Andrew Westrope

Managing Editor, Center for Digital Education

Andrew Westrope is managing editor of the Center for Digital Education. Before that, he was a staff writer for Government Technology and a reporter and editor at community newspapers. He has a bachelor’s degree in physiology from Michigan State University and lives in Northern California.

Distinguished professors from New York University, Columbia University and the Institute of International Education held a webinar on Wednesday about the post-pandemic future of higher education.
With ransomware attacks against K-12 schools on the rise, the federal cybersecurity authority and a nonprofit hosted a webinar this week to brief educators on what to expect and how to deal with it.
Secretary of State, Colorado
CIO, King County, Wash.
A SaaS platform that hosts thousands of digital K-12 coursework materials pulled in its best-ever fundraising haul in February, while some say remote instruction is heralding the end of the era of textbooks.
Some who knowingly parroted former President Donald Trump’s debunked claims about election fraud could be on the hook for billions, while election security experts are encouraged by progress since 2016.
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A pair of agencies in one of the states hit hardest by the opioid epidemic has invested in handheld devices that identify dangerous substances in minutes, saving time and potentially first responders’ lives.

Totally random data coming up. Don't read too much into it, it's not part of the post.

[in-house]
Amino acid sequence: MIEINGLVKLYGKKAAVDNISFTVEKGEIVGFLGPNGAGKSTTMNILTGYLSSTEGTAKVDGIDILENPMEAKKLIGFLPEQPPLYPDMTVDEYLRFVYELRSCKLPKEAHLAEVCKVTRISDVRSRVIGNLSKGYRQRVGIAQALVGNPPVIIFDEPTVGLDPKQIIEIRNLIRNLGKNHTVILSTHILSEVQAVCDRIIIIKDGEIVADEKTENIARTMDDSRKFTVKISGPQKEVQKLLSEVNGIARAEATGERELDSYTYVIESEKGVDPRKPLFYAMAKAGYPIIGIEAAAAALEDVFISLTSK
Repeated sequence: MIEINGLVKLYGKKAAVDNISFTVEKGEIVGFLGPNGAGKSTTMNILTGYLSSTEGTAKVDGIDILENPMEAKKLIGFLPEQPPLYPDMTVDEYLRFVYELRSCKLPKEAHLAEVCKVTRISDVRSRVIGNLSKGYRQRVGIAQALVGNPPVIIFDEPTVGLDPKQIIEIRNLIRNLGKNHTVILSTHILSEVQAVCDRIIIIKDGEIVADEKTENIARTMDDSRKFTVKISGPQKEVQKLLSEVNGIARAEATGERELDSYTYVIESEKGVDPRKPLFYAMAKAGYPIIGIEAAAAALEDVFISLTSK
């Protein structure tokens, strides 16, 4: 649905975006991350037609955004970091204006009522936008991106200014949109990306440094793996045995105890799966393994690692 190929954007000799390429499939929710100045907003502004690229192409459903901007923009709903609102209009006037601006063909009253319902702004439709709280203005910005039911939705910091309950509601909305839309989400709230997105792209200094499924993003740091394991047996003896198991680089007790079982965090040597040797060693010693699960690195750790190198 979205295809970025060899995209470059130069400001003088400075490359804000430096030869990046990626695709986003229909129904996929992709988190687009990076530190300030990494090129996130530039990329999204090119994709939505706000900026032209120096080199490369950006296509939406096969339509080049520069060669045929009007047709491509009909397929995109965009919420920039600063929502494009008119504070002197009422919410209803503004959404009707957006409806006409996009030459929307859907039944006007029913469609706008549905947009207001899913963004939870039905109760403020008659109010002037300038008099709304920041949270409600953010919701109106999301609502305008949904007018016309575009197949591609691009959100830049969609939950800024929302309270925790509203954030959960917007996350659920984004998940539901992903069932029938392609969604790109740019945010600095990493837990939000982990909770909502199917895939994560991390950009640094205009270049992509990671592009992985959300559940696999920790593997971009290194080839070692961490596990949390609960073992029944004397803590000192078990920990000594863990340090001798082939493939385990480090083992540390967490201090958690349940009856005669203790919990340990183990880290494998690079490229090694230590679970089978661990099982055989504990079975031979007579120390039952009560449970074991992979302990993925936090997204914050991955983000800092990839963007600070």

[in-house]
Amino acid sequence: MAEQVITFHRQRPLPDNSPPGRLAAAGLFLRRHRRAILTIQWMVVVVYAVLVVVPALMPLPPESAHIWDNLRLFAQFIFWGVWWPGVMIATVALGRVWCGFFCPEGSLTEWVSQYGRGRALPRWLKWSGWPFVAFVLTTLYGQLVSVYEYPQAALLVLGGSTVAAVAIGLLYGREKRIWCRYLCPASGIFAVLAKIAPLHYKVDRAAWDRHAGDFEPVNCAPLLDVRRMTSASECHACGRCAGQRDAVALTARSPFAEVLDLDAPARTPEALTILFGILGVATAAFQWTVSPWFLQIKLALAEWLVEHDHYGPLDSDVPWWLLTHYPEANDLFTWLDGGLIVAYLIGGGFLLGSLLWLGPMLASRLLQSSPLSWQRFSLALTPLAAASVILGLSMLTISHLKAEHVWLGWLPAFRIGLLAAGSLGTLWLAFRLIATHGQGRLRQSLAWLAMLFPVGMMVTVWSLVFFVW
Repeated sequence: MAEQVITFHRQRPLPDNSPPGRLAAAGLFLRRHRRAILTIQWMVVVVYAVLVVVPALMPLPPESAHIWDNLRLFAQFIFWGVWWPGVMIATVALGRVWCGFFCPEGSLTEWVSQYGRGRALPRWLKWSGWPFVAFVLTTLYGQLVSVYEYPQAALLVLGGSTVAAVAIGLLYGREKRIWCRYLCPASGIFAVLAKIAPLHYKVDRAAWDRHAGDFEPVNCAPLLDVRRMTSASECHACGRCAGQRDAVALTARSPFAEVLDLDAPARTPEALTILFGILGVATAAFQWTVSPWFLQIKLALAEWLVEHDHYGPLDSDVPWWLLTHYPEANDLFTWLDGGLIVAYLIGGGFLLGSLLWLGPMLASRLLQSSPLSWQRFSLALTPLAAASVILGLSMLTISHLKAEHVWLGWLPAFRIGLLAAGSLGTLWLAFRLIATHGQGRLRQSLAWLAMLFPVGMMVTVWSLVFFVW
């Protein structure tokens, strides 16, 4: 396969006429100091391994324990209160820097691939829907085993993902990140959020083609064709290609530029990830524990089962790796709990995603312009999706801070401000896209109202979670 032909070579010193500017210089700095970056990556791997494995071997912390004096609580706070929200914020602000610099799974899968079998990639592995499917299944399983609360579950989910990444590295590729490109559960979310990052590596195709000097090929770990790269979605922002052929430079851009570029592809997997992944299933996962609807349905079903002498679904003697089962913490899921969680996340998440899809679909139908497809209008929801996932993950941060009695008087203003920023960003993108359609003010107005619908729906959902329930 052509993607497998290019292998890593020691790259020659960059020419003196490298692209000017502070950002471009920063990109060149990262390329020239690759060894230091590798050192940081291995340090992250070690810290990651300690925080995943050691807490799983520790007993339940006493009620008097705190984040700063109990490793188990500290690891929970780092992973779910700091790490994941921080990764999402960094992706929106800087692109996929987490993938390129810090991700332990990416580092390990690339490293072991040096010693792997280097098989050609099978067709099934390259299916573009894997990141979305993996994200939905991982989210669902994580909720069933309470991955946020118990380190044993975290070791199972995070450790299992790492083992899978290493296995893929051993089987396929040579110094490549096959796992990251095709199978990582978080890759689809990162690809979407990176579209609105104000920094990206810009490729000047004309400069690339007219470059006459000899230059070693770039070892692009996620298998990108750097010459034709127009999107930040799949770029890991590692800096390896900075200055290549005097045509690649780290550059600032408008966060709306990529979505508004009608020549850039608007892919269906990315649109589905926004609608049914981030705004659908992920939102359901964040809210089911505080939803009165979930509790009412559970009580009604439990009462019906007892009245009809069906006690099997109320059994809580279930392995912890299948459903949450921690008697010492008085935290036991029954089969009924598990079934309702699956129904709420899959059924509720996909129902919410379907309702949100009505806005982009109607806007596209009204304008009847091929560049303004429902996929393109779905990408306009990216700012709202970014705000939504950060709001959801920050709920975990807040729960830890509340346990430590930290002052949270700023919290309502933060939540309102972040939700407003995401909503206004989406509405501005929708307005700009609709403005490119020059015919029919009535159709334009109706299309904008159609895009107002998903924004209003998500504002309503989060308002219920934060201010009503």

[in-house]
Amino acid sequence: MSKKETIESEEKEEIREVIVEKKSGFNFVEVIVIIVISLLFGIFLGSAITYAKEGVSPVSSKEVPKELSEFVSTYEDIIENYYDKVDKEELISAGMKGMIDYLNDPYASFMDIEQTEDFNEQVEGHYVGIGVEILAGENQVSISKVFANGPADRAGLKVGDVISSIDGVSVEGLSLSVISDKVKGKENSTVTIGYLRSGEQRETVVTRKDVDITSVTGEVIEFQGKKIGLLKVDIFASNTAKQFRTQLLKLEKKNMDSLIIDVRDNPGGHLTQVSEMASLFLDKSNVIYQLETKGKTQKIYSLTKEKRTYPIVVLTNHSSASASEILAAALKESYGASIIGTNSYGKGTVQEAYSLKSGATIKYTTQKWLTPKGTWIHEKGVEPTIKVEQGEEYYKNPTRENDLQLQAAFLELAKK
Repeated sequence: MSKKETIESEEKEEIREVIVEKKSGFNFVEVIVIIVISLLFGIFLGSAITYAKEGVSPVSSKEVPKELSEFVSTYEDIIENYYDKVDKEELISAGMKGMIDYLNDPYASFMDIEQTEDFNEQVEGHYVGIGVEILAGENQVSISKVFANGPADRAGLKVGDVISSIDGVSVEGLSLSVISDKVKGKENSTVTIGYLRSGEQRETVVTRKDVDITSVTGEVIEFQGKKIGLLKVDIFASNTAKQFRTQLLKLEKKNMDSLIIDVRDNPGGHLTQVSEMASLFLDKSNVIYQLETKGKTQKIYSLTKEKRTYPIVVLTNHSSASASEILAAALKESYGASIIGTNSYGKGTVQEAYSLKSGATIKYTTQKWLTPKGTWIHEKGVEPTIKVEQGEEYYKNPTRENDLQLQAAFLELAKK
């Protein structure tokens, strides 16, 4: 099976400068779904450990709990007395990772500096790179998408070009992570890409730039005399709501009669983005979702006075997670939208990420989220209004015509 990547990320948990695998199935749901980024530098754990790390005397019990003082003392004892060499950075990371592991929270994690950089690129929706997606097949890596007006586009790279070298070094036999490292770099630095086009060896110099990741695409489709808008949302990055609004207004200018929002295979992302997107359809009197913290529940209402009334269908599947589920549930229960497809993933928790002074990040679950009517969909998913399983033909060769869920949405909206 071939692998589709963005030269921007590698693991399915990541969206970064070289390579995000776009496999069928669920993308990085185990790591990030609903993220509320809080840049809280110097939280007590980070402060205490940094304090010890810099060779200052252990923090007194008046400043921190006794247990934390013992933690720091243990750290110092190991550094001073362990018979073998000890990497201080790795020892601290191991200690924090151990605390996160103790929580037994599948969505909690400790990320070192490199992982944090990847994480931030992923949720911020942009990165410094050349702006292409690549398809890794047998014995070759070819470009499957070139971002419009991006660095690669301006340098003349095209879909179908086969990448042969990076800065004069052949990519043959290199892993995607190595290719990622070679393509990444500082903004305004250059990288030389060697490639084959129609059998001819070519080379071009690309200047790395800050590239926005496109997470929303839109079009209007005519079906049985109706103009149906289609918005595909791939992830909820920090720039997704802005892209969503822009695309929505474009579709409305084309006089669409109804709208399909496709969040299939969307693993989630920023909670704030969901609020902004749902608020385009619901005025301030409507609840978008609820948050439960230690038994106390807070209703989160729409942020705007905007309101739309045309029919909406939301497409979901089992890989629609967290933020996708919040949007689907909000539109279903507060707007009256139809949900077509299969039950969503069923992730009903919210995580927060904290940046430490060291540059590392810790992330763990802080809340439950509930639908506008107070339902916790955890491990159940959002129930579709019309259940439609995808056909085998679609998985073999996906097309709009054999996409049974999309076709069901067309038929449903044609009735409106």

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The latest of several public safety tech companies to receive multimillion-dollar investments in recent months, the Tampa, Fla.-based cloud software provider is focused on growth and product development.
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The government software company is launching a new online real estate auction service at no up-front cost to cities, after netting more than $4 million in real estate sales during a pilot in New Jersey.
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A new tool for hosting public meetings is the result of an integration between the nonprofit Open.Media and the public engagement platform People Speak, itself a product of a private-public partnership.
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A health and diagnostic testing company has repurposed its software to help state and local agencies coordinate with health-care providers manage health screenings, vaccinations and follow-ups.
Applauded by IT and cybersecurity officials, new legislation shifts responsibility for .gov domains from GSA to CISA and mandates outreach and support services for governments to make the transition.
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By combining one company’s expertise in human resources and the other’s in regulatory compliance, both companies hope to gain new government clients and compete in an increasingly paperless world.
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While having to close its offices and work remotely, a small city in Utah has cut its time for invoice processing in half using software from Stampli that automates and guides users through approval steps.
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In answer to the growing popularity of unregulated, virtual forms of currency, Avenu Insights & Analytics has added them to its software for state governments to manage unclaimed properties.
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While much of its clientele is in the national defense space, the SAP NS2-backed collaborative is hoping to make progress on other government problems such as cloud management and supply chain security in 2021.